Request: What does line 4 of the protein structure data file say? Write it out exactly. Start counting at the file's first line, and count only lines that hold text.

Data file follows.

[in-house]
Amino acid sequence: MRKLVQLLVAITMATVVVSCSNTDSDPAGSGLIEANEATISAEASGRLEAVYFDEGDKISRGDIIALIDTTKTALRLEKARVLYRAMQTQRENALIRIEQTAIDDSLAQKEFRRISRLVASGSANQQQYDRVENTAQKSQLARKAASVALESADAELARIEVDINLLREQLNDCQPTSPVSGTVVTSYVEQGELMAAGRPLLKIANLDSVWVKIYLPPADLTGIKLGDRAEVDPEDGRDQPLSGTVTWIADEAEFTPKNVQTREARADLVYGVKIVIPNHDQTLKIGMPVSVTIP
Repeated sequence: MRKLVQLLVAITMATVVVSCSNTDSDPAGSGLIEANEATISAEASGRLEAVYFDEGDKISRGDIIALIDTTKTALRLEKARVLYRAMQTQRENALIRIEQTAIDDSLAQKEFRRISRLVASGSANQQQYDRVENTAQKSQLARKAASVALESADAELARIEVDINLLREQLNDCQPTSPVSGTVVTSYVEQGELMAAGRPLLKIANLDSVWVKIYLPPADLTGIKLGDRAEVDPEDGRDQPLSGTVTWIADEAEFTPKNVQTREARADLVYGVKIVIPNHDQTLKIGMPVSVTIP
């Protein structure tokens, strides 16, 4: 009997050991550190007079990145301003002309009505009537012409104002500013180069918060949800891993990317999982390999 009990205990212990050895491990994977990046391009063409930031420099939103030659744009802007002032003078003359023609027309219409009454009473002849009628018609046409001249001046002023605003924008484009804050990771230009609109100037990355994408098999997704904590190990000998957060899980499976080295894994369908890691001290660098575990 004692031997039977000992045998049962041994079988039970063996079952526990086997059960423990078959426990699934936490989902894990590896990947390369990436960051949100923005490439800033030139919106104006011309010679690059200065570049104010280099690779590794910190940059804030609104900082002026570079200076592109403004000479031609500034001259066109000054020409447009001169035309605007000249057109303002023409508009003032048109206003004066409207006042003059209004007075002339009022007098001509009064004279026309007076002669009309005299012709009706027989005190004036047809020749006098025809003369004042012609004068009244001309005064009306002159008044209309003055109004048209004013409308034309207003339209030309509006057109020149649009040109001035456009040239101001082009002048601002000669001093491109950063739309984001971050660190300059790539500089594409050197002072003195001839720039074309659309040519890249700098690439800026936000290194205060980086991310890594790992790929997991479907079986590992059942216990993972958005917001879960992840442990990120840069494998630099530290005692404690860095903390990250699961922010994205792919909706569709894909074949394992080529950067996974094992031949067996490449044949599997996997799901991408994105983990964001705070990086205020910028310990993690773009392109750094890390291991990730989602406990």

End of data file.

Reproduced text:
């Protein structure tokens, strides 16, 4: 009997050991550190007079990145301003002309009505009537012409104002500013180069918060949800891993990317999982390999 009990205990212990050895491990994977990046391009063409930031420099939103030659744009802007002032003078003359023609027309219409009454009473002849009628018609046409001249001046002023605003924008484009804050990771230009609109100037990355994408098999997704904590190990000998957060899980499976080295894994369908890691001290660098575990 004692031997039977000992045998049962041994079988039970063996079952526990086997059960423990078959426990699934936490989902894990590896990947390369990436960051949100923005490439800033030139919106104006011309010679690059200065570049104010280099690779590794910190940059804030609104900082002026570079200076592109403004000479031609500034001259066109000054020409447009001169035309605007000249057109303002023409508009003032048109206003004066409207006042003059209004007075002339009022007098001509009064004279026309007076002669009309005299012709009706027989005190004036047809020749006098025809003369004042012609004068009244001309005064009306002159008044209309003055109004048209004013409308034309207003339209030309509006057109020149649009040109001035456009040239101001082009002048601002000669001093491109950063739309984001971050660190300059790539500089594409050197002072003195001839720039074309659309040519890249700098690439800026936000290194205060980086991310890594790992790929997991479907079986590992059942216990993972958005917001879960992840442990990120840069494998630099530290005692404690860095903390990250699961922010994205792919909706569709894909074949394992080529950067996974094992031949067996490449044949599997996997799901991408994105983990964001705070990086205020910028310990993690773009392109750094890390291991990730989602406990």